The morning after a Clint Eastwood speech that threatened to overshadow her husband's acceptance speech for the Republican presidential nomination, Ann Romney thanked the "unique" Oscar winner for his support.
Asked on "CBS This Morning" whether Eastwood's speech was a mistake, she replied:
"We appreciated Clint’s support and he’s a unique guy and he did a unique thing last night. But we’re, again, you can never take away from the fact that this country is in trouble and people are looking for real leadership. I know that Mitt is the man for this moment and I hope most Americans will sense, too, what I sense and what I hear from so many women and so many men across this nation that they are ready for a change."
Eastwood certainly provided a change from the typical, obsessively vetted convention speech. Addressing an empty chair he said held Barack Obama, he held a one-sided argument with the president in which he imagined Obama telling him to shut up and graphically telling him and Romney what to do to themselves.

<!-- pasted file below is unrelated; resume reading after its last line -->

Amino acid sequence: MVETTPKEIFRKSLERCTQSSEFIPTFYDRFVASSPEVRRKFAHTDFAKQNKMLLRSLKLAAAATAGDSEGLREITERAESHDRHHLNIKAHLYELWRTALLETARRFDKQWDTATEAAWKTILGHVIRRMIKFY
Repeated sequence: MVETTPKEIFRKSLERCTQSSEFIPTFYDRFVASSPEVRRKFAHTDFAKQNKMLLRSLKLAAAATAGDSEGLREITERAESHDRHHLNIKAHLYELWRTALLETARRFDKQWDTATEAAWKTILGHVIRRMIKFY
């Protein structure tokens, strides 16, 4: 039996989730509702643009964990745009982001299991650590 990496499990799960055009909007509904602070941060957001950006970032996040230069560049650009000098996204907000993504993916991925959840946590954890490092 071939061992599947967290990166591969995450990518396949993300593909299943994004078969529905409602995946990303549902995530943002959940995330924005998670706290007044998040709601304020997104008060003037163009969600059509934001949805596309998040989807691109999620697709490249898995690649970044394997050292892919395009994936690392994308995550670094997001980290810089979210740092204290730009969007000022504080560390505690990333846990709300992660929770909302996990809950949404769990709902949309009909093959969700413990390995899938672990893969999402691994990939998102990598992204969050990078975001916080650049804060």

It was an exceedingly strange moment that quickly spawned the Twitter hashtag "Eastwooding" and an Invisible Obama account that amassed thousands of followers. While some enjoyed Eastwood's alternately deadpan and meandering performance, all but the most rigidly partisan agreed that it pulled attention from Romney on what should have been the candidate's big night.
Tom Brokaw tweeted: “Clint Eastwood became [a] huge star as a man of few words. As a surprise guest on the Tampa stage he had too many words (I say as a friend).”
Others simply linked to a newspaper article from a "Simpsons" episode that features a photo of Grampa Simpson and the headline, "Old Man Yells at Cloud." One oft-tweeted version had been doctored to read, "Old Man Yells at Chair."
The Romney campaign tried moments after the speech to suggest, unsuccessully, that the news media not make too big a deal of it.
“Judging an American icon like Clint Eastwood through a typical political lens doesn’t work,” a Romney spokesman said in response to a question from MSNBC. “His ad-libbing was a break from the political speech-making, and the crowd enjoyed it.”